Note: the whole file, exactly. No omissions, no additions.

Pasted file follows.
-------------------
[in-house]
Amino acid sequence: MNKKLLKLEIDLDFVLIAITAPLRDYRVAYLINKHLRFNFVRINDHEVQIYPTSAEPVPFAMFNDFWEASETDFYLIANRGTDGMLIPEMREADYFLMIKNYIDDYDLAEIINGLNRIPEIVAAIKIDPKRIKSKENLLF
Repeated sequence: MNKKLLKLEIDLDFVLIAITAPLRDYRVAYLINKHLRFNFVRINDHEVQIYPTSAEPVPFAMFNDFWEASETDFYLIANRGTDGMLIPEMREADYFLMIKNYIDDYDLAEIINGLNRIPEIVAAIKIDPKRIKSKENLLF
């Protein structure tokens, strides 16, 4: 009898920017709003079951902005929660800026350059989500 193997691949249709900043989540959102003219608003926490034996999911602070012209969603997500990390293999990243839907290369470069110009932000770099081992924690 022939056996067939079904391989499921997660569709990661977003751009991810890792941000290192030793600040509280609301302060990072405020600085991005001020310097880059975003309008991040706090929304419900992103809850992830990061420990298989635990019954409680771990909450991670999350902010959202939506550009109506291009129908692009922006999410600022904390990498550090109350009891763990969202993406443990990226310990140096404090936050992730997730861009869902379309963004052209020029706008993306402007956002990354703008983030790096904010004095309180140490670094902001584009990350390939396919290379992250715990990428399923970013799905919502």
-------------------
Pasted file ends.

[in-house]
Amino acid sequence: MNKKLLKLEIDLDFVLIAITAPLRDYRVAYLINKHLRFNFVRINDHEVQIYPTSAEPVPFAMFNDFWEASETDFYLIANRGTDGMLIPEMREADYFLMIKNYIDDYDLAEIINGLNRIPEIVAAIKIDPKRIKSKENLLF
Repeated sequence: MNKKLLKLEIDLDFVLIAITAPLRDYRVAYLINKHLRFNFVRINDHEVQIYPTSAEPVPFAMFNDFWEASETDFYLIANRGTDGMLIPEMREADYFLMIKNYIDDYDLAEIINGLNRIPEIVAAIKIDPKRIKSKENLLF
């Protein structure tokens, strides 16, 4: 009898920017709003079951902005929660800026350059989500 193997691949249709900043989540959102003219608003926490034996999911602070012209969603997500990390293999990243839907290369470069110009932000770099081992924690 022939056996067939079904391989499921997660569709990661977003751009991810890792941000290192030793600040509280609301302060990072405020600085991005001020310097880059975003309008991040706090929304419900992103809850992830990061420990298989635990019954409680771990909450991670999350902010959202939506550009109506291009129908692009922006999410600022904390990498550090109350009891763990969202993406443990990226310990140096404090936050992730997730861009869902379309963004052209020029706008993306402007956002990354703008983030790096904010004095309180140490670094902001584009990350390939396919290379992250715990990428399923970013799905919502």